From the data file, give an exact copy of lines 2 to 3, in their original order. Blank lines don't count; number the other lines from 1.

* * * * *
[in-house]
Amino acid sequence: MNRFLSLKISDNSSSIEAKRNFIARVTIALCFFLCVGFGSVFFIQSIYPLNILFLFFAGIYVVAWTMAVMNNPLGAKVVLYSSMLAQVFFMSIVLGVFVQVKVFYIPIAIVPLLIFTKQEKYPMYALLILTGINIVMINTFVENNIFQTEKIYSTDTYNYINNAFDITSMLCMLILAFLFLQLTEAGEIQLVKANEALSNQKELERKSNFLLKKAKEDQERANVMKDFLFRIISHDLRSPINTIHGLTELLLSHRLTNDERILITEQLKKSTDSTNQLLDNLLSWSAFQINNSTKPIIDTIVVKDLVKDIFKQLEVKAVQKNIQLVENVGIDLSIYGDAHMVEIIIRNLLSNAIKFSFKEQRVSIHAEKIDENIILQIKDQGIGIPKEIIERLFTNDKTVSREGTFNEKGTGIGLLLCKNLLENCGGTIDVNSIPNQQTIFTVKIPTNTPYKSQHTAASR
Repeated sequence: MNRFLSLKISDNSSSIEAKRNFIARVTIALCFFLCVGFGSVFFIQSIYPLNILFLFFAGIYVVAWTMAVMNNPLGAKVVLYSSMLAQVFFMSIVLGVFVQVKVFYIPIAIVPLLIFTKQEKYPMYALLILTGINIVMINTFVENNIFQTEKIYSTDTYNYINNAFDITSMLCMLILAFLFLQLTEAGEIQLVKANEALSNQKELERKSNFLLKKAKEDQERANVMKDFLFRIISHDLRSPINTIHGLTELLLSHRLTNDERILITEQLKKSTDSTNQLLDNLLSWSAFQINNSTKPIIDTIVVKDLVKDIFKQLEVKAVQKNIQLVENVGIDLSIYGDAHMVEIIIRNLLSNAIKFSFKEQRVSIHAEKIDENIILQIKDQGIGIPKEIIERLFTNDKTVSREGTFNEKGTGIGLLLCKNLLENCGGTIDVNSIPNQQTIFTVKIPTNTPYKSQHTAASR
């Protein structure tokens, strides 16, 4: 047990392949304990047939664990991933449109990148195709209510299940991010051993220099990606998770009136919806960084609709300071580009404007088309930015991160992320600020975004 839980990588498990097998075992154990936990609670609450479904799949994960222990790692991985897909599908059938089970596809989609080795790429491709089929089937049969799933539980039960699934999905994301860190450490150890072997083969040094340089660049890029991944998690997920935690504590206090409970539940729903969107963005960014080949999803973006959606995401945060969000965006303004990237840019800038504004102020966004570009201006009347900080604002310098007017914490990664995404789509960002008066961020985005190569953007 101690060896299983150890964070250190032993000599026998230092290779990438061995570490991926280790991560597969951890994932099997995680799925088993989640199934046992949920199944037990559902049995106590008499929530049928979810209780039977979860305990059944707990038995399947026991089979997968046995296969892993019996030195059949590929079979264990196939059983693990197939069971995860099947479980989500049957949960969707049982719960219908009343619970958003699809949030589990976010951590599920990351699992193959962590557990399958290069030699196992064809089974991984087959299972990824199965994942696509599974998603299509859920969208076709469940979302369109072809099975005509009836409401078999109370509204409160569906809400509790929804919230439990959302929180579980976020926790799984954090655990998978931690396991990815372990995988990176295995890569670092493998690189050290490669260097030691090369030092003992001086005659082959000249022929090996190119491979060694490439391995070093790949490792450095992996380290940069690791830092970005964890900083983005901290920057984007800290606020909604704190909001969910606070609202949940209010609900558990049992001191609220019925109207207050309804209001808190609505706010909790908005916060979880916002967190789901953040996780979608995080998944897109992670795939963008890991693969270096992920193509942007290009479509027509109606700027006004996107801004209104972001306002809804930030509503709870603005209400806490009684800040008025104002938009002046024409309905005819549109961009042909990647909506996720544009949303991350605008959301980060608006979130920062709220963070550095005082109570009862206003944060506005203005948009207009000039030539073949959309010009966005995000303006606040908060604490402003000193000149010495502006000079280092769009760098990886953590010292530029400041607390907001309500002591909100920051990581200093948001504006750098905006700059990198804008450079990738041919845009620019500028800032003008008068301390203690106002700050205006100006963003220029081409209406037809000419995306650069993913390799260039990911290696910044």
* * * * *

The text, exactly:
Amino acid sequence: MNRFLSLKISDNSSSIEAKRNFIARVTIALCFFLCVGFGSVFFIQSIYPLNILFLFFAGIYVVAWTMAVMNNPLGAKVVLYSSMLAQVFFMSIVLGVFVQVKVFYIPIAIVPLLIFTKQEKYPMYALLILTGINIVMINTFVENNIFQTEKIYSTDTYNYINNAFDITSMLCMLILAFLFLQLTEAGEIQLVKANEALSNQKELERKSNFLLKKAKEDQERANVMKDFLFRIISHDLRSPINTIHGLTELLLSHRLTNDERILITEQLKKSTDSTNQLLDNLLSWSAFQINNSTKPIIDTIVVKDLVKDIFKQLEVKAVQKNIQLVENVGIDLSIYGDAHMVEIIIRNLLSNAIKFSFKEQRVSIHAEKIDENIILQIKDQGIGIPKEIIERLFTNDKTVSREGTFNEKGTGIGLLLCKNLLENCGGTIDVNSIPNQQTIFTVKIPTNTPYKSQHTAASR
Repeated sequence: MNRFLSLKISDNSSSIEAKRNFIARVTIALCFFLCVGFGSVFFIQSIYPLNILFLFFAGIYVVAWTMAVMNNPLGAKVVLYSSMLAQVFFMSIVLGVFVQVKVFYIPIAIVPLLIFTKQEKYPMYALLILTGINIVMINTFVENNIFQTEKIYSTDTYNYINNAFDITSMLCMLILAFLFLQLTEAGEIQLVKANEALSNQKELERKSNFLLKKAKEDQERANVMKDFLFRIISHDLRSPINTIHGLTELLLSHRLTNDERILITEQLKKSTDSTNQLLDNLLSWSAFQINNSTKPIIDTIVVKDLVKDIFKQLEVKAVQKNIQLVENVGIDLSIYGDAHMVEIIIRNLLSNAIKFSFKEQRVSIHAEKIDENIILQIKDQGIGIPKEIIERLFTNDKTVSREGTFNEKGTGIGLLLCKNLLENCGGTIDVNSIPNQQTIFTVKIPTNTPYKSQHTAASR